“Now we are only taking snapshots and averaging the results. You can take a cutter off your bit in 2 minutes and you can miss that,” said Ian Silvester, the chief executive officer at Reelwell.
Quicker reaction times may well be able to save the cost of replacing expensive hardware and the time lost doing it, but it is not as easy as measuring the value of a faster rate of penetration, which is near its limit on land.
The real opportunity is in the consistency of process, top-quartile performance by implementing best practices, and “avoiding train wrecks and lost time,” Silvester said.
In a virtual discussion following the symposium, others with experience in wired pipe said it is hard to know what will finally change the ways of the business.
“There has been almost zero take up on wire pipe,” said John Macpherson, senior technical advisor in drilling for Baker Hughes, who sees the value of wired pipe. “The upsides are tremendous, so I don’t understand the inertia in the industry.”
Those who have used wired pipe to better understand drilling have said the results have been eye opening.
A paper from Occidental Petroleum from the 2019 drilling conference said the added data were instrumental in a campaign to systematically reduce drilling dysfunction (SPE 194093). But the paper also reported that the lessons learned using wired pipe could be successfully transferred to rigs without it.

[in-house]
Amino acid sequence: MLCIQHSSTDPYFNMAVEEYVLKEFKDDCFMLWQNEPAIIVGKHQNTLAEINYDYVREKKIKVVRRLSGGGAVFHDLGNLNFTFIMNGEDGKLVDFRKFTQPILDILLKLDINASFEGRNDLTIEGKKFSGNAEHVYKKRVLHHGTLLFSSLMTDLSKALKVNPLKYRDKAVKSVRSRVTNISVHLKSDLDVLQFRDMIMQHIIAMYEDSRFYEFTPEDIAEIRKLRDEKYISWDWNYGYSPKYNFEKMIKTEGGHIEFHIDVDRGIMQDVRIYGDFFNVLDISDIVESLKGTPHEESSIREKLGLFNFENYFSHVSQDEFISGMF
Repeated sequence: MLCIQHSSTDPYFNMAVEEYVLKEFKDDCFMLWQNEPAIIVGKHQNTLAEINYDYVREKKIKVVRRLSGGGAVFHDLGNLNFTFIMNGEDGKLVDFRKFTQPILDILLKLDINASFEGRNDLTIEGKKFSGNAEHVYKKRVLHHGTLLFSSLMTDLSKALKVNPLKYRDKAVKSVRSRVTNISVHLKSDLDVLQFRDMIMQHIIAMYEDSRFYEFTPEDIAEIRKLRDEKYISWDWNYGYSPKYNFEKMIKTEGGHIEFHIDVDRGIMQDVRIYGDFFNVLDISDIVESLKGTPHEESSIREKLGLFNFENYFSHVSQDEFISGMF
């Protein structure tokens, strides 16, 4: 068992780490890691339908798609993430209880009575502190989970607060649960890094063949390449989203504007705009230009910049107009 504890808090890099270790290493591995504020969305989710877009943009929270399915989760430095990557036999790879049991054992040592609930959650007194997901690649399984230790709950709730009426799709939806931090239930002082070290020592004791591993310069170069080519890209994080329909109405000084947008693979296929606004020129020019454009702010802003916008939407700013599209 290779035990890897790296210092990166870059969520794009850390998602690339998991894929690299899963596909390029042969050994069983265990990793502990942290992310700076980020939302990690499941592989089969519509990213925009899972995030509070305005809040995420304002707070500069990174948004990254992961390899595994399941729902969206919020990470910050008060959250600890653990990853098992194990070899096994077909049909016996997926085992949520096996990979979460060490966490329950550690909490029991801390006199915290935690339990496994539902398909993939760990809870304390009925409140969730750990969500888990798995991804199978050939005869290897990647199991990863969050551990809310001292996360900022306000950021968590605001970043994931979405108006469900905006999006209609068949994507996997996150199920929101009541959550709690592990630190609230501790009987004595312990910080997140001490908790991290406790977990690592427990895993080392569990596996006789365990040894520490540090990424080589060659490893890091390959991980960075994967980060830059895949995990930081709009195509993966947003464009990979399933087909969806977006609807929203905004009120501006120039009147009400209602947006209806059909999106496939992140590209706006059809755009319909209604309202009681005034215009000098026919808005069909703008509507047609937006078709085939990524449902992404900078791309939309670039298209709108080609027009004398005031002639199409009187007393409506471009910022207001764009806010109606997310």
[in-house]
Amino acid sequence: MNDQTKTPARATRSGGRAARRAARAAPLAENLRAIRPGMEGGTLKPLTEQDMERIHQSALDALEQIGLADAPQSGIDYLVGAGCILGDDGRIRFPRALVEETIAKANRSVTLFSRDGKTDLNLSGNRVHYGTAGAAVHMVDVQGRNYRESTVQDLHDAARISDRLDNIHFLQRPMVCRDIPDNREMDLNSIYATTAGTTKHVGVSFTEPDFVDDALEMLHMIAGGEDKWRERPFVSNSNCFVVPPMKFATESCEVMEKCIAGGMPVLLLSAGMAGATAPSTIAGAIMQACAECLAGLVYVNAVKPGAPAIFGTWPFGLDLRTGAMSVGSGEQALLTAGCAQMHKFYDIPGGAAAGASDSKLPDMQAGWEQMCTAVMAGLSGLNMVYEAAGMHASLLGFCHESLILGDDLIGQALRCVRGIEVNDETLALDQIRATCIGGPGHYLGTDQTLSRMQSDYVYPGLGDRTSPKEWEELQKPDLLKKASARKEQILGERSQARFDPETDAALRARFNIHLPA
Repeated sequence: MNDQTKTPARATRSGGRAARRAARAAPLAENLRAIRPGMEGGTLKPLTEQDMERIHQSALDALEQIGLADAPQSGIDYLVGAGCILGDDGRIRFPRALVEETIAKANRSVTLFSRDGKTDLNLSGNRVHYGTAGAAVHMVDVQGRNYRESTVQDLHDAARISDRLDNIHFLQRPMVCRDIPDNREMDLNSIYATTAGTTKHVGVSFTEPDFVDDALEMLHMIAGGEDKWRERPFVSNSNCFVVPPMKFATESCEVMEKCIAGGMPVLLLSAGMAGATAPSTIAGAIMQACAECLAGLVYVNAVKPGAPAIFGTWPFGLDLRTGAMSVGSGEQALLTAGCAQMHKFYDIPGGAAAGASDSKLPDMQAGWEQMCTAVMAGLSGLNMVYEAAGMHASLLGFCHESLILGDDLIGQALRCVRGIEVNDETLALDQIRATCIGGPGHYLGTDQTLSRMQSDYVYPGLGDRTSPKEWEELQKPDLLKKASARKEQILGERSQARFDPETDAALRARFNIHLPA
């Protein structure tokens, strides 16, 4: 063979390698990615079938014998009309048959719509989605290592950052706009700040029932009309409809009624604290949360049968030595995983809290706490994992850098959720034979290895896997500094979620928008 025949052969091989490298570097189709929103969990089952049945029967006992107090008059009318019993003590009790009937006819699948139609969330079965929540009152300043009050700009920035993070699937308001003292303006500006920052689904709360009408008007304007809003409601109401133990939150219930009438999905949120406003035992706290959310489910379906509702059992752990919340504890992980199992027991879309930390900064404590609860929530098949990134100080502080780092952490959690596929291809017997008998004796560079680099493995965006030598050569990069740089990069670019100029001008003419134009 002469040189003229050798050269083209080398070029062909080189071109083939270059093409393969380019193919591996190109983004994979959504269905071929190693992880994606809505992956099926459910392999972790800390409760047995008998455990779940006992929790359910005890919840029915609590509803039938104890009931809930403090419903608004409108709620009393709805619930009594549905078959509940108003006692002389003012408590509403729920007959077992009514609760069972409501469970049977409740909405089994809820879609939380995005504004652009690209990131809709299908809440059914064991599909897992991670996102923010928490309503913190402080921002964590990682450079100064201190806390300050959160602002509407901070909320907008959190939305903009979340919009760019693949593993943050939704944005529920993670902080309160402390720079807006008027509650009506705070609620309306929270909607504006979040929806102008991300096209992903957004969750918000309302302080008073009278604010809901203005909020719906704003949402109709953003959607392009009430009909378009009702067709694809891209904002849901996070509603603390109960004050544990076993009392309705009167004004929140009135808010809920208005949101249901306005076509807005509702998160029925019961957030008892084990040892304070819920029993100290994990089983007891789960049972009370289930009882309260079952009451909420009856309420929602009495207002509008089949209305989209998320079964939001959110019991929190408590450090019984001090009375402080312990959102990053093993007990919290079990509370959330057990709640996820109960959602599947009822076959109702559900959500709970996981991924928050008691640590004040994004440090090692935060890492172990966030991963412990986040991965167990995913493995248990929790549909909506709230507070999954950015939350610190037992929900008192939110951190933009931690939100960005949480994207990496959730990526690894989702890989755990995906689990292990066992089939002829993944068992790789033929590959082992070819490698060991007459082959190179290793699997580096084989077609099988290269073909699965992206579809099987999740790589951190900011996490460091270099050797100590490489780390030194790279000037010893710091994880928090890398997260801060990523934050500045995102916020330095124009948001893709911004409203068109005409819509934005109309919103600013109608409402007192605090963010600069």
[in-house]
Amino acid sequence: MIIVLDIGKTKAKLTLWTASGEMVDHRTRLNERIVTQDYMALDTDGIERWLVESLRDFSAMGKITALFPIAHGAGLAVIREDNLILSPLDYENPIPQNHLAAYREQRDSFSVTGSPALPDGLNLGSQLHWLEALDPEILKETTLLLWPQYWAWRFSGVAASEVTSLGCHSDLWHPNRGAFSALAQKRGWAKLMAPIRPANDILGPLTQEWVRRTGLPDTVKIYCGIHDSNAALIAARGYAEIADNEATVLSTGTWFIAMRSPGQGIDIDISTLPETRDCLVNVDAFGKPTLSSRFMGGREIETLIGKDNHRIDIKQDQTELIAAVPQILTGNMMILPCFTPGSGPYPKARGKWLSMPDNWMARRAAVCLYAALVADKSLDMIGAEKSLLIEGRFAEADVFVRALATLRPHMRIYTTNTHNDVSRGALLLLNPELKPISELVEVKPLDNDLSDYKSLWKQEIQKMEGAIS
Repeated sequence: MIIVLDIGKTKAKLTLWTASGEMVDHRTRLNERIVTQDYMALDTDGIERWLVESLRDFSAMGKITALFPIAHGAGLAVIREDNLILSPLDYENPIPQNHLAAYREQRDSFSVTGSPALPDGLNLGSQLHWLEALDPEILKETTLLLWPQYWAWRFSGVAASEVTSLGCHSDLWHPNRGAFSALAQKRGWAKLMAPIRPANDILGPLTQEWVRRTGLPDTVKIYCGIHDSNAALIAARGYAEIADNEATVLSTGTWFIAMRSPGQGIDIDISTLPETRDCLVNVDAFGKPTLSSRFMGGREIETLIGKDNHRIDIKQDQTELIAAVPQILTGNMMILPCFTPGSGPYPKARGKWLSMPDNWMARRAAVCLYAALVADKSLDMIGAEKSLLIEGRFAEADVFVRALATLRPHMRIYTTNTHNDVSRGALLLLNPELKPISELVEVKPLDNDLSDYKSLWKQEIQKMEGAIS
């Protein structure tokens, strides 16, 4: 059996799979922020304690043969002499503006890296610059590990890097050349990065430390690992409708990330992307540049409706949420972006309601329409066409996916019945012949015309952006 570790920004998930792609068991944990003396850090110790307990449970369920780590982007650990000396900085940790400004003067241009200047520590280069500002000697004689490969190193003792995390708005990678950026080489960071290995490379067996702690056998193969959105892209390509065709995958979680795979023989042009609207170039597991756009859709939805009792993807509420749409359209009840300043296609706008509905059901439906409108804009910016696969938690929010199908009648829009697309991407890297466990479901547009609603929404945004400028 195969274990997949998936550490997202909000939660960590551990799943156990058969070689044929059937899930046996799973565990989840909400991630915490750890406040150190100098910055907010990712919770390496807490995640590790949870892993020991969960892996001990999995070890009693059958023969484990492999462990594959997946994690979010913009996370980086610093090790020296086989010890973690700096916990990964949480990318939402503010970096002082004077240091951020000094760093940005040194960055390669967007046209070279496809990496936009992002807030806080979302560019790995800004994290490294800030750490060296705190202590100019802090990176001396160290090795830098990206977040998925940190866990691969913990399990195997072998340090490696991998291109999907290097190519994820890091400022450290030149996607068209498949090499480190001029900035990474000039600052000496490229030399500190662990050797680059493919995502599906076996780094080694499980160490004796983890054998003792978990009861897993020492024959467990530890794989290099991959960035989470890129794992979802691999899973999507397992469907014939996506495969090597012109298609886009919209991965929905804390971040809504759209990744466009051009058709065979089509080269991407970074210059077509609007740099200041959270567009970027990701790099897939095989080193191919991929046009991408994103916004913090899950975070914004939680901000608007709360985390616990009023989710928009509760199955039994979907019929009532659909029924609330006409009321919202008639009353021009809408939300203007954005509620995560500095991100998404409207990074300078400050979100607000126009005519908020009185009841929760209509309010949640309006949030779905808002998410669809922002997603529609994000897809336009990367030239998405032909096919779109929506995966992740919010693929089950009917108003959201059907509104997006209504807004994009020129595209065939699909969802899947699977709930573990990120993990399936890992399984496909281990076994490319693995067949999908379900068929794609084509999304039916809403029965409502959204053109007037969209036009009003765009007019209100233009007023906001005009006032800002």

Reelwell’s business plan assumes that will change as drillers and their customers focus on consistently drilling more productive wells with less downtime.
With support from Nabors, Reelwell needs to be able to demonstrate that these added capabilities add value all the time.
“We believe DualLink will be an important element in the evolution of integrated drilling solutions,” said Subodh Saxena, senior vice president, Nabors Drilling Solutions, adding, “It will reduce overall well-construction costs and will enhance our automated drilling smart apps, generating smoother and more accurate wellbore trajectories, ultimately leading to increased production for our customers.”
Service companies such as Nabors are motivated to actively support developments giving them a competitive edge during what has been a protracted downturn.